If all of you New York & Co. (NYSE:NWY) shareholders out there didn't channel Homer Simpson yet today, allow me to give you another bonk.

Today's August sales report was stank. Bad. Not so good. Total sales were down 5.9% from the prior-year period, and comps put in an especially dismal 13.4% decrease. Management's statement today said that the company basically expected comps to be negative because of a few factors -- the reschedule of a key promotion, disappointing denim sales of some kind, and the failure of a "semi-annual pant event."

Allow me to be blunt. This is a Motley Fool Hidden Gems pick, and I own shares of this stock because I liked the turnaround story: As operational efficiency picked up, profits would follow, and certain refinancing costs were masking the profitability from those who weren't paying pretty close attention. In other words, I didn't buy New York & Co. looking for a top-line sizzler. We're not talking about serial same-store-sales slugger Chico'sFAS (NYSE:CHS). But neither did I expect to see sales so sluggish.

Can we attribute New York & Co.'s crummy August to an overall retail slump? I don't think so. Sure, Limited Brands (NYSE:LTD) had negative comps, too, as did Stock Advisor recommendation Gap (NYSE:GPS). But Ann Taylor (NYSE:ANN) posted a modest increase, so we know that sales growth in this space is possible, if you offer your customers what they want.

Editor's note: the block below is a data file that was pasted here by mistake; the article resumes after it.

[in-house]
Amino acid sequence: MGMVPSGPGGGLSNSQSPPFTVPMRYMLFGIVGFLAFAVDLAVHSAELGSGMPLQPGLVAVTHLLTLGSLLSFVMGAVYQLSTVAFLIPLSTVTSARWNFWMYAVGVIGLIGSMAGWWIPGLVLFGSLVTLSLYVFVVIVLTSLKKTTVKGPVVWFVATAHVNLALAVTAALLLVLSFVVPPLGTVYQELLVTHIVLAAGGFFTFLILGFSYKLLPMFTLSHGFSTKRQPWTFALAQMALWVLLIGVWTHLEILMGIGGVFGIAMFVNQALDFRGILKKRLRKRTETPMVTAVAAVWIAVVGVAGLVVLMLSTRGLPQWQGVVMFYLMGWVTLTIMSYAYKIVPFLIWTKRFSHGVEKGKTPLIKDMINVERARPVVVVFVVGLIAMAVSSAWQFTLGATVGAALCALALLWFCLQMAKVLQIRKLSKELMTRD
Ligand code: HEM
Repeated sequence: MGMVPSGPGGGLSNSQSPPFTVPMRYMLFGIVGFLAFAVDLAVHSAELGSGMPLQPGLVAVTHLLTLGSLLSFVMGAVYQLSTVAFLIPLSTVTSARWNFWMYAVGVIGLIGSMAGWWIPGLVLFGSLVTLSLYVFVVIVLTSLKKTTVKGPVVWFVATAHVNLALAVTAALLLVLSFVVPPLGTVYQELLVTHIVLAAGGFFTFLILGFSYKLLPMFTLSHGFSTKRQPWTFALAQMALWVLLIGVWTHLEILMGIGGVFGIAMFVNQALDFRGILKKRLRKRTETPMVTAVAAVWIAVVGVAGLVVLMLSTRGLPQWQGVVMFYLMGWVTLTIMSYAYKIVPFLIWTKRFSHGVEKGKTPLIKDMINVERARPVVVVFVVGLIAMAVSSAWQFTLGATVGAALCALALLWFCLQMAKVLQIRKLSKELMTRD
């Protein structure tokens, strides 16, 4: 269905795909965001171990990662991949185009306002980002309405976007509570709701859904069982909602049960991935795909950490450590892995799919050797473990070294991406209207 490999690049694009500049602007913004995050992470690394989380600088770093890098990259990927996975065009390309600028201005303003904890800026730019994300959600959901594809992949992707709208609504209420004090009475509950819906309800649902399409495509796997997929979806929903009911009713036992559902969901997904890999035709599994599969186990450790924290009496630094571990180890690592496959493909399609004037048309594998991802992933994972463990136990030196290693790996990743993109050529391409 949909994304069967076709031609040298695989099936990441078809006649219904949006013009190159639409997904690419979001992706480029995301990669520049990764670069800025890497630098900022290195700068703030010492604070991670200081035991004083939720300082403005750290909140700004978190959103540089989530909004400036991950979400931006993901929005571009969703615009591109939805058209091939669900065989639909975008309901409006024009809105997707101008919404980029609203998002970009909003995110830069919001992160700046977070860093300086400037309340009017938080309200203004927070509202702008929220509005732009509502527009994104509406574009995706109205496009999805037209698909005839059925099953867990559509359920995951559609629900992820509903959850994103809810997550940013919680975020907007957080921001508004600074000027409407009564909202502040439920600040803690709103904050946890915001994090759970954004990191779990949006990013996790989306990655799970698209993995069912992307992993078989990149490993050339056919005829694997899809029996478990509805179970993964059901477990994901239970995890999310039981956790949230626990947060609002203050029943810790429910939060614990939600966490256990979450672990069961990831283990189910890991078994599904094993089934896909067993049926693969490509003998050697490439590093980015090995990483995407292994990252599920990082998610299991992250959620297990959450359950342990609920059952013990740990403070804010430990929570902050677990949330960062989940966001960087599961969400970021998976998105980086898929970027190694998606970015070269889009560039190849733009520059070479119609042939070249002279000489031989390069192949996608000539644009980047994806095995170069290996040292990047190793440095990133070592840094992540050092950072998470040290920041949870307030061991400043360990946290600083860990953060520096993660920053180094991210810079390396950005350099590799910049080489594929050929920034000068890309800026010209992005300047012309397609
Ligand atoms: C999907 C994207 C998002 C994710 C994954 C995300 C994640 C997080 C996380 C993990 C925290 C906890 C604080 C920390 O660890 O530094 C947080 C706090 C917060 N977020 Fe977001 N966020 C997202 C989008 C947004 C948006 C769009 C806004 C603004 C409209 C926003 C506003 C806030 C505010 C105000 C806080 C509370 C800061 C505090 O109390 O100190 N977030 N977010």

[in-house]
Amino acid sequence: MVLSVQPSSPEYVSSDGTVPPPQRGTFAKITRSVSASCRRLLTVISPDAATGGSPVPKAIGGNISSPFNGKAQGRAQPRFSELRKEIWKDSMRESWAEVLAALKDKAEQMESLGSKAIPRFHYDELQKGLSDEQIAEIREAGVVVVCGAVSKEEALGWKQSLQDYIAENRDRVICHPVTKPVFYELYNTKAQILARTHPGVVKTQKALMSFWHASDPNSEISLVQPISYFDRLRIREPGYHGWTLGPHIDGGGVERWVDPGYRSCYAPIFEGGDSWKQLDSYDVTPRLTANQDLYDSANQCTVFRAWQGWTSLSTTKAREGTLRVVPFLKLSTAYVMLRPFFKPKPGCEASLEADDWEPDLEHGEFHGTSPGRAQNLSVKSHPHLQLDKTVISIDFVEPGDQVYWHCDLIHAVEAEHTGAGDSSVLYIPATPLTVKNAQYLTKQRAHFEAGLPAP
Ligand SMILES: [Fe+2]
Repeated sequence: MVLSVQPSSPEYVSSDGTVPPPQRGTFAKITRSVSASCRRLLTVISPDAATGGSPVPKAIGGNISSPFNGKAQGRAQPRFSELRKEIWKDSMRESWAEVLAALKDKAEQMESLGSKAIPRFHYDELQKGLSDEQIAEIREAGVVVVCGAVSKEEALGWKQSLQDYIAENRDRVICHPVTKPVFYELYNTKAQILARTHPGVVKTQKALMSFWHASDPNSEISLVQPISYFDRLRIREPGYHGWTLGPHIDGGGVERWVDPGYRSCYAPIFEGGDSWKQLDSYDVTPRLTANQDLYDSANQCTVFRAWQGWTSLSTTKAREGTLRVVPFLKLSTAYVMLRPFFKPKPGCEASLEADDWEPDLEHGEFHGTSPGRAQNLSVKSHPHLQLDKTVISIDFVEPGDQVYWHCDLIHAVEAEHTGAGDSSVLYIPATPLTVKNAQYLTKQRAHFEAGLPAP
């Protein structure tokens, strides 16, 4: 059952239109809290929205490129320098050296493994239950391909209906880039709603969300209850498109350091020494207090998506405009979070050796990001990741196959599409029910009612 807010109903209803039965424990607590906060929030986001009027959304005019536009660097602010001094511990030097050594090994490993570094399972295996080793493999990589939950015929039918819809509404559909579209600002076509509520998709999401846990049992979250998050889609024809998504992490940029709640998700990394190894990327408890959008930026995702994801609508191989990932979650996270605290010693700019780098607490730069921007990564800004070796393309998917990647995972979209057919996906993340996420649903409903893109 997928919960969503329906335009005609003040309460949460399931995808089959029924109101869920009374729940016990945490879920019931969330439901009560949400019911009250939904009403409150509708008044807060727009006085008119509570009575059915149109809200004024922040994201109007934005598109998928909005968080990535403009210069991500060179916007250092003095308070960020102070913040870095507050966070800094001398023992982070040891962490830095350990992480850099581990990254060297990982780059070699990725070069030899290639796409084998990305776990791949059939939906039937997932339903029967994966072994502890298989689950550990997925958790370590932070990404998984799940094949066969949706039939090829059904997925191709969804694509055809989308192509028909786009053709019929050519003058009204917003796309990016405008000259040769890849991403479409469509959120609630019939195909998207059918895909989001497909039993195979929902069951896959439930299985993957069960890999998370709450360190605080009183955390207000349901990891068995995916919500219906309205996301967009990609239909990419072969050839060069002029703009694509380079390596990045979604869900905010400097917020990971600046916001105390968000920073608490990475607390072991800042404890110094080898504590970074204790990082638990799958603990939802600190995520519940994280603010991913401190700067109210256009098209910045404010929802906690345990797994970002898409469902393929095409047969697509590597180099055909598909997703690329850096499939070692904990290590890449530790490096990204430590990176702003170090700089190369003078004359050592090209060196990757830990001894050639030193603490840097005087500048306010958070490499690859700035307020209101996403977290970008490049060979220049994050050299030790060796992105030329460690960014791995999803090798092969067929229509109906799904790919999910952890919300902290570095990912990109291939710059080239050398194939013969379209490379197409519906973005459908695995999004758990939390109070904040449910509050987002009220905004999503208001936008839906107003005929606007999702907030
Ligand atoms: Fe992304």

I've often explained that this kind of scrutiny and volatility is both the attraction and the risk of retail fashion investing. Every month, there's a chance for the Street to get it wrong or overreact. (That's good for long-term buyers.) But every month, there's a chance for the company to prove that it's not getting the job done, and I'd argue that New York & Co. isn't getting it done right now.

As I pointed out in a Take discussing last quarter's results, the latest inventory levels look far too bloated for me, and after this kind of August, I expect it to look even worse in the future. And when you need to move extra merchandise, it usually means dropping prices, which echoes throughout the income statement down to the bottom line.

I'm still in wait-and-see mode with New York & Co., but come December, I'd better see something more satisfying than plausible-sounding excuses. Frankly, there are too many retailers out there that are chugging along nicely for me to cling forever to a turnaround story that's not turning around.

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Seth Jayson knows it's a crazy ride in the fashion patch. At the time of publication, he had shares of New York & Co. View his stock holdings and Fool profile here. Fool rules are here.